International Journal of Advance Agricultural Research
ISSN: 2053-1265
Vol. 9(2), pp. 22-34, April 2021

Viability and competitiveness of goat farms under the influence of socio-economic environment

Maria Tsiouni1*, Alexandra Pavloudi1, Stamatis Aggelopoulos1 and Christos Konstantinidis2

1Department of Agriculture, International Hellenic University, Thessaloniki, Greece.
2School of Business Administration, International Hellenic University, Serres, Greece.

*To whom correspondence should be addressed. E-mail:,

Received 19 March, 2021; Received in revised form 14 April, 2021; Accepted 16 April, 2021.


Goat farming, Principal component analysis, Economic indicators, Social indicators.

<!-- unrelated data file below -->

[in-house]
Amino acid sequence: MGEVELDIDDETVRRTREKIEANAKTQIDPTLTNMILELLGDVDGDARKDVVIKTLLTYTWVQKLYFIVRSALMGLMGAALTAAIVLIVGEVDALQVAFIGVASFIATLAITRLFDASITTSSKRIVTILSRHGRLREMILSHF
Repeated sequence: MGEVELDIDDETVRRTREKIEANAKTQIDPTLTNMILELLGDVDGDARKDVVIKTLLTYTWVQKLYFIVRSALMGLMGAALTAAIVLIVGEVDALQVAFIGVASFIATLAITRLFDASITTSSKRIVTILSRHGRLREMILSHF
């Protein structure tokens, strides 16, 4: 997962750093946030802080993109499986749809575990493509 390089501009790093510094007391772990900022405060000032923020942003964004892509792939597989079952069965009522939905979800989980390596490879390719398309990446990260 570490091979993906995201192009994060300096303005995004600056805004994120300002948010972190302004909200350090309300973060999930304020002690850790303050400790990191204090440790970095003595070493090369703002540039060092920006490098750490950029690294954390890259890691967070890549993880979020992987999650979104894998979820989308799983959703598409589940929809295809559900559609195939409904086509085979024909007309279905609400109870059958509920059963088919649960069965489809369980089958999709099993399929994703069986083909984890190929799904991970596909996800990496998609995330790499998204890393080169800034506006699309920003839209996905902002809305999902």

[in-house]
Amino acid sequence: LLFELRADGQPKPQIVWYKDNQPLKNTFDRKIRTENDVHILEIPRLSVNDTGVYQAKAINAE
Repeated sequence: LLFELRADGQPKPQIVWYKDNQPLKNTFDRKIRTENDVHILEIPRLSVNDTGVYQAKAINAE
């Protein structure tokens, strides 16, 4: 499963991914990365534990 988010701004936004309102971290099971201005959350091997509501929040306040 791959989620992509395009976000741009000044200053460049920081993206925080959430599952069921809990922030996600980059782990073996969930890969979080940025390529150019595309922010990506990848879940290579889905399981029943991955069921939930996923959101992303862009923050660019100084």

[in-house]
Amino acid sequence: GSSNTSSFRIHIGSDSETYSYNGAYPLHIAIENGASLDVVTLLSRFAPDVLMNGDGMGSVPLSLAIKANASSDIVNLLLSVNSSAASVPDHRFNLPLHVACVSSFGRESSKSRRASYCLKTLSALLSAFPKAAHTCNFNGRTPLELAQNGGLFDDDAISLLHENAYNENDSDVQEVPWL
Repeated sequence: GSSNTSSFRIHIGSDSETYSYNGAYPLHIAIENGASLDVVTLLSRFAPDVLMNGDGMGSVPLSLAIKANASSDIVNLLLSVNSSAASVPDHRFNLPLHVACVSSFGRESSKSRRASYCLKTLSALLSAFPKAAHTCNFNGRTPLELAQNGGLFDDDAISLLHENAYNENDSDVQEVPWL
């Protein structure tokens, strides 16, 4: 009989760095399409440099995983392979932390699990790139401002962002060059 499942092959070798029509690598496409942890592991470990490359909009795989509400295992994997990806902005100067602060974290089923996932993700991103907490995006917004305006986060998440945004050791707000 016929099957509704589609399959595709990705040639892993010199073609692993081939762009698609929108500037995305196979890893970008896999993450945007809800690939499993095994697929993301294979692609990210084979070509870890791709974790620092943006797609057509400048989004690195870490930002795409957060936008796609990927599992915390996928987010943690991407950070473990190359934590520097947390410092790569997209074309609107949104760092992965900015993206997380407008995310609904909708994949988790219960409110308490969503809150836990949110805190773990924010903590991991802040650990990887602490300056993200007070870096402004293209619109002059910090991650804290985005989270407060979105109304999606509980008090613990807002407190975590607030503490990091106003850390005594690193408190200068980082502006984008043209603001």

Goat farming in Greece is an important sector, since Greece is one of the largest European producer of goat milk among European Union countries and the first country in goat head. Greece is among the leading European Union countries in milk market, because of the high demand for feta cheese, but also because of a large variety of other cheeses made from goat milk. The goat sector in Greece is not so competitive compared to other countries, due to the high operational costs and that makes the sector unprofitable with a high risk for further marginalization. The objective of the current study was to identify the socio-economic structures of the farms in order to identify some improvement strategies and policies. Another objective of the study was to provide target information to the farmers in order to improve goat farm management. For this purpose, in the paper it was analyzed the technical, economic and social aspects of goat farms with the use of multivariate statistical techniques. The variables responsible for the difference were identified using principal component analysis (PCA). The application of PCA highlighted two components that explain 79.87% of the total variance. The first component, explaining 63.26%, is associated with all parameters related to the cost and can be described as component of the general cost. The amount of loans and labour cost had the greatest influence in determining this general cost. The second component, explaining 16.61% of the total variance, can be described as a component of social characteristics of the farmers that contribute to the production cost (PC). In the second PC, the highest contribution is attributed to the farmers’ age and their education level.

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